A University of Minnesota research team has 3D-printed an array of light receptors on a hemispherical surface, in a first step toward creating a “bionic eye” that could someday help blind people see or sighted people see better.
Using their custom-built 3D printer, the researchers started with a base ink of silver particles. The ink, when dispensed on the surface of a hemispherical glass dome, stayed in place and dried uniformly instead of running down the curved surface. The researchers then used semiconducting polymer materials to 3D-print photodiodes, which convert light into electricity. The high-performance polymer-based photodetectors were characterized, and the devices were integrated into image sensing arrays with high sensitivity and wide field of view.
Professor Michael McAlpine, leader of the research team, said the most surprising part of the process was the 25 percent efficiency — a level comparable to that of microfabricated counterparts — that the team achieved when converting the light into electricity with the fully 3D-printed semiconductors.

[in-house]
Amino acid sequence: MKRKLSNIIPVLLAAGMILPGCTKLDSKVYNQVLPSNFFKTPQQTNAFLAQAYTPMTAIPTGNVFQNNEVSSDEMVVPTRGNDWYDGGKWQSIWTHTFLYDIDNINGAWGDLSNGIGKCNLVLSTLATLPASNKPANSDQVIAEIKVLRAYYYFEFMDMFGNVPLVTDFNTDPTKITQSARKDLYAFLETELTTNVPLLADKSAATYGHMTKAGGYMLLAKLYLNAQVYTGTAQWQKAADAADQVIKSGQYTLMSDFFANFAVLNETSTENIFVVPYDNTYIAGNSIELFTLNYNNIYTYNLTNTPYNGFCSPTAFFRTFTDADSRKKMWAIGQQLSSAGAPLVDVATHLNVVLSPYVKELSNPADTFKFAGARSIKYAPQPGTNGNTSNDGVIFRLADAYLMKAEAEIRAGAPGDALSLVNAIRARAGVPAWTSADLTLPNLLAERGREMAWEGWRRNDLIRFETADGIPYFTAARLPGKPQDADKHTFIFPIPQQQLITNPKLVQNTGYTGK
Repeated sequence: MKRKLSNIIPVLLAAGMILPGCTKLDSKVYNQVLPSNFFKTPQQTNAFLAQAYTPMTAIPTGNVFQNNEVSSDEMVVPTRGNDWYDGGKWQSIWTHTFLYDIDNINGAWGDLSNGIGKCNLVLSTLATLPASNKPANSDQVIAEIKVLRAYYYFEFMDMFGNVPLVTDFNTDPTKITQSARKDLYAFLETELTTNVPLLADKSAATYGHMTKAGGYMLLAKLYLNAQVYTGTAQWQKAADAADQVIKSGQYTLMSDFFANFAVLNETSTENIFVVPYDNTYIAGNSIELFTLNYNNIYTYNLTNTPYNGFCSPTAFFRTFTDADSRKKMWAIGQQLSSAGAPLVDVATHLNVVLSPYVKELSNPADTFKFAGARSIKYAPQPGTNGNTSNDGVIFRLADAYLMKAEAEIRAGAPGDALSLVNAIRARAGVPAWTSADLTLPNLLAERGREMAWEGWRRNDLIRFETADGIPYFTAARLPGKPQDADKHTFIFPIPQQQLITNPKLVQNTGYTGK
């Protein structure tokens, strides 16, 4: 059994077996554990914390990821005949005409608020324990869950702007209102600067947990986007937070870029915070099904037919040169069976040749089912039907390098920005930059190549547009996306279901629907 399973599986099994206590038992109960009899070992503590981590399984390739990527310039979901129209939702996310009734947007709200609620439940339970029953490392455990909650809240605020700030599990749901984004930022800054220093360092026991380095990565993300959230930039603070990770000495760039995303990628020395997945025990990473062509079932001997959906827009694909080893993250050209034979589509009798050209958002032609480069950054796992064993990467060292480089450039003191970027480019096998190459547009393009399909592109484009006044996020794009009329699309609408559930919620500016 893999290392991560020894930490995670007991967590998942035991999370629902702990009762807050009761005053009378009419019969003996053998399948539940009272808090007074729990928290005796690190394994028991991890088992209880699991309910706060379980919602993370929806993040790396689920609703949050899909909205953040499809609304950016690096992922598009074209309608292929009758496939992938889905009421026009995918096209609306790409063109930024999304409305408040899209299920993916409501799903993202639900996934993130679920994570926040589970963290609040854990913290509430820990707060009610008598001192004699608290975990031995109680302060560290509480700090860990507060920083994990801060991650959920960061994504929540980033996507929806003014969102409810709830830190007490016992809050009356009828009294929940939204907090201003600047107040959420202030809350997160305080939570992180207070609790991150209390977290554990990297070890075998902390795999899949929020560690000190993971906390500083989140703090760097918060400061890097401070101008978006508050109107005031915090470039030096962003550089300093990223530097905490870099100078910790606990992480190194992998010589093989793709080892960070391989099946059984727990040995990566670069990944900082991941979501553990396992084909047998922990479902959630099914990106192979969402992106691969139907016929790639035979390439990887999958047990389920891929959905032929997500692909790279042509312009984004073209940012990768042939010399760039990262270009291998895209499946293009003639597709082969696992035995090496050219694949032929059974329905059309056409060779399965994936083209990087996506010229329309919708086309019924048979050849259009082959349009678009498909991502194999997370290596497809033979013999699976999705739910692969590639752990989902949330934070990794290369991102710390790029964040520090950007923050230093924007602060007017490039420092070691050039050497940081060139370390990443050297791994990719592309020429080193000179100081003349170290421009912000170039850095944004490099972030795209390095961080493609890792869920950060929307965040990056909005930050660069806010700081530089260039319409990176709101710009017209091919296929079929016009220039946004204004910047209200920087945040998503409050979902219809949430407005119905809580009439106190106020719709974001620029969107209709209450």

“We have a long way to go to routinely print active electronics reliably, but our 3D-printed semiconductors are now starting to show that they could potentially rival the efficiency of semiconducting devices fabricated in microfabrication facilities,” McAlpine said. “Plus, we can easily print a semiconducting device on a curved surface, and they can’t.”
The 3D-printed optoelectronic devices could allow for flexibility in the design and manufacturing of next-generation wearable and 3D-structured optoelectronics — in addition to validating the potential of 3D printing to achieve high-performance, integrated, active electronic materials and devices.
McAlpine said the next steps would be to create a bionic eye prototype with more light receptors and even greater efficiency. The team would also like to investigate printing on a soft hemispherical material that could be implanted into a real eye.
thumbnail courtesy of photonics.com